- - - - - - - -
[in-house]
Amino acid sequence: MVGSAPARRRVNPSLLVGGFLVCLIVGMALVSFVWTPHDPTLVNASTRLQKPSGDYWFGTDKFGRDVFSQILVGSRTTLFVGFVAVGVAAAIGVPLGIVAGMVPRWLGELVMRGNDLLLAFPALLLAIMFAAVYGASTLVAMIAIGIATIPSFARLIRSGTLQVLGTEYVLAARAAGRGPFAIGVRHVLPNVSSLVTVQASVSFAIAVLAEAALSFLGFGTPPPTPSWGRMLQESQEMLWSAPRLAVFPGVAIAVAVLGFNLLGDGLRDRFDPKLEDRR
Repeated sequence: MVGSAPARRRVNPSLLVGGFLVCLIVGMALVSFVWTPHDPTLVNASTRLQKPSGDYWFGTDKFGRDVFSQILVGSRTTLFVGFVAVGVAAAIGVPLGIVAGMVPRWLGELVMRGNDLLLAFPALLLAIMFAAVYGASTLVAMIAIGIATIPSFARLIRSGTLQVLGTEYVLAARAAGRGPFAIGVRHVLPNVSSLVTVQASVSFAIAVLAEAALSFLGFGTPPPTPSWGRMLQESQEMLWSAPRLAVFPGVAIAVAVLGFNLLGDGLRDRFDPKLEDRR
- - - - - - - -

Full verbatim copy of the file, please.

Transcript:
[in-house]
Amino acid sequence: MVGSAPARRRVNPSLLVGGFLVCLIVGMALVSFVWTPHDPTLVNASTRLQKPSGDYWFGTDKFGRDVFSQILVGSRTTLFVGFVAVGVAAAIGVPLGIVAGMVPRWLGELVMRGNDLLLAFPALLLAIMFAAVYGASTLVAMIAIGIATIPSFARLIRSGTLQVLGTEYVLAARAAGRGPFAIGVRHVLPNVSSLVTVQASVSFAIAVLAEAALSFLGFGTPPPTPSWGRMLQESQEMLWSAPRLAVFPGVAIAVAVLGFNLLGDGLRDRFDPKLEDRR
Repeated sequence: MVGSAPARRRVNPSLLVGGFLVCLIVGMALVSFVWTPHDPTLVNASTRLQKPSGDYWFGTDKFGRDVFSQILVGSRTTLFVGFVAVGVAAAIGVPLGIVAGMVPRWLGELVMRGNDLLLAFPALLLAIMFAAVYGASTLVAMIAIGIATIPSFARLIRSGTLQVLGTEYVLAARAAGRGPFAIGVRHVLPNVSSLVTVQASVSFAIAVLAEAALSFLGFGTPPPTPSWGRMLQESQEMLWSAPRLAVFPGVAIAVAVLGFNLLGDGLRDRFDPKLEDRR